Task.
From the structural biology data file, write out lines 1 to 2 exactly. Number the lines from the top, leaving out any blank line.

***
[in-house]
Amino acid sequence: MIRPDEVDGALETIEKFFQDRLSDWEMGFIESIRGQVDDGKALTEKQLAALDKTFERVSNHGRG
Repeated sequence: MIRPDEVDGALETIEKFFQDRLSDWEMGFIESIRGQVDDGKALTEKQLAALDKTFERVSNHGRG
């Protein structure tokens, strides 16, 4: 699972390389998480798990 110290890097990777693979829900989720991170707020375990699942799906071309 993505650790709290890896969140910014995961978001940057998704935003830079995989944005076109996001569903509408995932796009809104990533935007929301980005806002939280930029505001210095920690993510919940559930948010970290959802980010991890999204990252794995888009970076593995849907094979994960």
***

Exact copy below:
[in-house]
Amino acid sequence: MIRPDEVDGALETIEKFFQDRLSDWEMGFIESIRGQVDDGKALTEKQLAALDKTFERVSNHGRG